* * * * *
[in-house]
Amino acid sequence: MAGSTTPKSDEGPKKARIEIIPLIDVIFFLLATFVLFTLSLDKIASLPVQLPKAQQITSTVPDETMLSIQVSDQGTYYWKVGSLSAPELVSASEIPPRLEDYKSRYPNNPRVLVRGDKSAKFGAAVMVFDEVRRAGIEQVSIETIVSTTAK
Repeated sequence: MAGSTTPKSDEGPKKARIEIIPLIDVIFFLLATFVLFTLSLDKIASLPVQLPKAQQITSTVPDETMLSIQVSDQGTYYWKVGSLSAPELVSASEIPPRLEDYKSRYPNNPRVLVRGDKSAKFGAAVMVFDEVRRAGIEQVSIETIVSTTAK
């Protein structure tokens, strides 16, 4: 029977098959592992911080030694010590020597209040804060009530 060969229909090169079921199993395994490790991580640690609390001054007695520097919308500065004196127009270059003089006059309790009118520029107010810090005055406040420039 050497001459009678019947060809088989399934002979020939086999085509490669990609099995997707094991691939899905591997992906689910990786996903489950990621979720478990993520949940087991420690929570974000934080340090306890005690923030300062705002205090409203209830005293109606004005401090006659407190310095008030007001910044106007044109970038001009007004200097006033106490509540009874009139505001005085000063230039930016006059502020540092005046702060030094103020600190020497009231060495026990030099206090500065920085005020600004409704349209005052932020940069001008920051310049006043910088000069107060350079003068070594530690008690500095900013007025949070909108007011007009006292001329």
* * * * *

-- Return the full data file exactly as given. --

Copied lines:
[in-house]
Amino acid sequence: MAGSTTPKSDEGPKKARIEIIPLIDVIFFLLATFVLFTLSLDKIASLPVQLPKAQQITSTVPDETMLSIQVSDQGTYYWKVGSLSAPELVSASEIPPRLEDYKSRYPNNPRVLVRGDKSAKFGAAVMVFDEVRRAGIEQVSIETIVSTTAK
Repeated sequence: MAGSTTPKSDEGPKKARIEIIPLIDVIFFLLATFVLFTLSLDKIASLPVQLPKAQQITSTVPDETMLSIQVSDQGTYYWKVGSLSAPELVSASEIPPRLEDYKSRYPNNPRVLVRGDKSAKFGAAVMVFDEVRRAGIEQVSIETIVSTTAK
């Protein structure tokens, strides 16, 4: 029977098959592992911080030694010590020597209040804060009530 060969229909090169079921199993395994490790991580640690609390001054007695520097919308500065004196127009270059003089006059309790009118520029107010810090005055406040420039 050497001459009678019947060809088989399934002979020939086999085509490669990609099995997707094991691939899905591997992906689910990786996903489950990621979720478990993520949940087991420690929570974000934080340090306890005690923030300062705002205090409203209830005293109606004005401090006659407190310095008030007001910044106007044109970038001009007004200097006033106490509540009874009139505001005085000063230039930016006059502020540092005046702060030094103020600190020497009231060495026990030099206090500065920085005020600004409704349209005052932020940069001008920051310049006043910088000069107060350079003068070594530690008690500095900013007025949070909108007011007009006292001329």